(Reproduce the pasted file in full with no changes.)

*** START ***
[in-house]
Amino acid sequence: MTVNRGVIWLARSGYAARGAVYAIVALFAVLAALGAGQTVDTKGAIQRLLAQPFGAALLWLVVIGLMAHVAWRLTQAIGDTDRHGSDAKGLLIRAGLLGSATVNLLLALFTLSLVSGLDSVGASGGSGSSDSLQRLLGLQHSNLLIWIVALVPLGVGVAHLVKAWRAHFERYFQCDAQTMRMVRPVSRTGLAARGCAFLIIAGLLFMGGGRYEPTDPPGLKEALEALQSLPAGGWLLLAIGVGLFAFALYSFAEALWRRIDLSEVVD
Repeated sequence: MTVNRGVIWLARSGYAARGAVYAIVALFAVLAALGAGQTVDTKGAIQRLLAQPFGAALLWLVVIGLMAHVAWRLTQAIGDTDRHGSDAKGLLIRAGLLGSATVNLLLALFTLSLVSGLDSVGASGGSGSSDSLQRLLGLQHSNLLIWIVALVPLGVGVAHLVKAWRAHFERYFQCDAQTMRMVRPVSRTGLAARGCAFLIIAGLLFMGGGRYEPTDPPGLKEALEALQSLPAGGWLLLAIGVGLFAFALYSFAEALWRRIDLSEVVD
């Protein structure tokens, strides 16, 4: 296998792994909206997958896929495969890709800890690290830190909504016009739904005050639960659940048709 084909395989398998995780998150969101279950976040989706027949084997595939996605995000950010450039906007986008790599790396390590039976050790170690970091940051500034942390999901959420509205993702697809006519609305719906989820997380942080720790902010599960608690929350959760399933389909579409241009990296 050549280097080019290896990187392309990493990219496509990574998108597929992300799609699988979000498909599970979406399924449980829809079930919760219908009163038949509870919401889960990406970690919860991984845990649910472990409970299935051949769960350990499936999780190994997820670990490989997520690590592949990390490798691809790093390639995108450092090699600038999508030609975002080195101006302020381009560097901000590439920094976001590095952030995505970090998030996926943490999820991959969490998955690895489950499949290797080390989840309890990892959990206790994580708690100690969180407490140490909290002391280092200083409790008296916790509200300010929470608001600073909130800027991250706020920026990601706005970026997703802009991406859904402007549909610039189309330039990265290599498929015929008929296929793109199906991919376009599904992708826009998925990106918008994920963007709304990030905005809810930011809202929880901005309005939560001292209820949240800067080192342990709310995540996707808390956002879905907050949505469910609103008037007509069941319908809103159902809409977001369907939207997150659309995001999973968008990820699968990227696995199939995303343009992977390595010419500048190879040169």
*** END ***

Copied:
[in-house]
Amino acid sequence: MTVNRGVIWLARSGYAARGAVYAIVALFAVLAALGAGQTVDTKGAIQRLLAQPFGAALLWLVVIGLMAHVAWRLTQAIGDTDRHGSDAKGLLIRAGLLGSATVNLLLALFTLSLVSGLDSVGASGGSGSSDSLQRLLGLQHSNLLIWIVALVPLGVGVAHLVKAWRAHFERYFQCDAQTMRMVRPVSRTGLAARGCAFLIIAGLLFMGGGRYEPTDPPGLKEALEALQSLPAGGWLLLAIGVGLFAFALYSFAEALWRRIDLSEVVD
Repeated sequence: MTVNRGVIWLARSGYAARGAVYAIVALFAVLAALGAGQTVDTKGAIQRLLAQPFGAALLWLVVIGLMAHVAWRLTQAIGDTDRHGSDAKGLLIRAGLLGSATVNLLLALFTLSLVSGLDSVGASGGSGSSDSLQRLLGLQHSNLLIWIVALVPLGVGVAHLVKAWRAHFERYFQCDAQTMRMVRPVSRTGLAARGCAFLIIAGLLFMGGGRYEPTDPPGLKEALEALQSLPAGGWLLLAIGVGLFAFALYSFAEALWRRIDLSEVVD
């Protein structure tokens, strides 16, 4: 296998792994909206997958896929495969890709800890690290830190909504016009739904005050639960659940048709 084909395989398998995780998150969101279950976040989706027949084997595939996605995000950010450039906007986008790599790396390590039976050790170690970091940051500034942390999901959420509205993702697809006519609305719906989820997380942080720790902010599960608690929350959760399933389909579409241009990296 050549280097080019290896990187392309990493990219496509990574998108597929992300799609699988979000498909599970979406399924449980829809079930919760219908009163038949509870919401889960990406970690919860991984845990649910472990409970299935051949769960350990499936999780190994997820670990490989997520690590592949990390490798691809790093390639995108450092090699600038999508030609975002080195101006302020381009560097901000590439920094976001590095952030995505970090998030996926943490999820991959969490998955690895489950499949290797080390989840309890990892959990206790994580708690100690969180407490140490909290002391280092200083409790008296916790509200300010929470608001600073909130800027991250706020920026990601706005970026997703802009991406859904402007549909610039189309330039990265290599498929015929008929296929793109199906991919376009599904992708826009998925990106918008994920963007709304990030905005809810930011809202929880901005309005939560001292209820949240800067080192342990709310995540996707808390956002879905907050949505469910609103008037007509069941319908809103159902809409977001369907939207997150659309995001999973968008990820699968990227696995199939995303343009992977390595010419500048190879040169």